Tuesday, September 21, 1999
First Reading: Ephesians 4: 1-7, 11-13
Psalms: Psalm 19: 2-5
Gospel Reading: Matthew 9: 9-13
FEAST OF SAINT MATTHEW, APOSTLE AND EVANGELIST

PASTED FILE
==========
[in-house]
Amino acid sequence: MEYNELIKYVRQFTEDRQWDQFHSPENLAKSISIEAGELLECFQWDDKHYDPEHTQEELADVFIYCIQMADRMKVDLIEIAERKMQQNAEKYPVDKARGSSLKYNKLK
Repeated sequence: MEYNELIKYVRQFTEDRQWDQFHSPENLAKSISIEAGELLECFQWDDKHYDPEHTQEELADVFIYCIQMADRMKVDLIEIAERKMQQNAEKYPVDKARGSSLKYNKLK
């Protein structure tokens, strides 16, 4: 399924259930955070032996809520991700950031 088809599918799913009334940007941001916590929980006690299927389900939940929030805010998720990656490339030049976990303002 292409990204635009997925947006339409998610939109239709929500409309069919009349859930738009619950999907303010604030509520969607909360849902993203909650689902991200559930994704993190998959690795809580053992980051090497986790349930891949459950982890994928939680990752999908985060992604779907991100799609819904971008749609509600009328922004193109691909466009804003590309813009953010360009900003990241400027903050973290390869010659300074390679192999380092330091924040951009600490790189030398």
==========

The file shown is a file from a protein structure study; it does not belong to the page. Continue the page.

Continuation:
One of the greatest evangelists is, of course, Saint Matthew the Apostle, whose account of Christ's teaching and life, the first book of the New Testament, are the most detailed and complete - the most accurate catechism, if you will, for the Christian faithful. As his gospels reveal, He wasn't always Matthew. He was born in Capharnaum with the name Levi the son of Alphaeus who was a tax collector. As was the custom of those times, the father's trade was handed down to the son and so Matthew, too, became a tax collector. As we all know he abandoned being a publican when called by Our Lord to follow him while sitting in the tax-collector's seat in Capharnaum. Matthew's Gospel, written in Aramaic - the "Hebrew tongue" mentioned in the Gospel and the Acts of the Apostles, was written to fill a yearning need to reach his fellow Palestinians who included both believers and non-believers. For believers his writings served as a token of his regard and as encouragement for the trials to come, specifically to prevent falling back into the ways of Judaism; for the unbelievers, his gospel was intended to convince them that Jesus was indeed the Messiah in the flesh in Whom all promises of the Old Testament had been fulfilled in a spiritual way as opposed to the more expected material or carnal manner that He would come as a conquering king. Matthew emphasized this, referring to the "Kingdom of God" or the "Kingdom of Heaven" in well over 50 incidences in his gospel. After the Ascension and Pentecost Sunday, Matthew remained in Jerusalem writing, but shortly after the persecution of Harold Agrippa I began in 42, he left Israel to preach in Parthia and Persia first, and then later went to Ethiopia where he received his crown of martyrdom and was reunited with his Master Whom he had written so faithfully, fully and accurately for and about. His relics were discovered and transfered in the 10th Century to Salerno Italy at the coordination of Pope Gregory VII.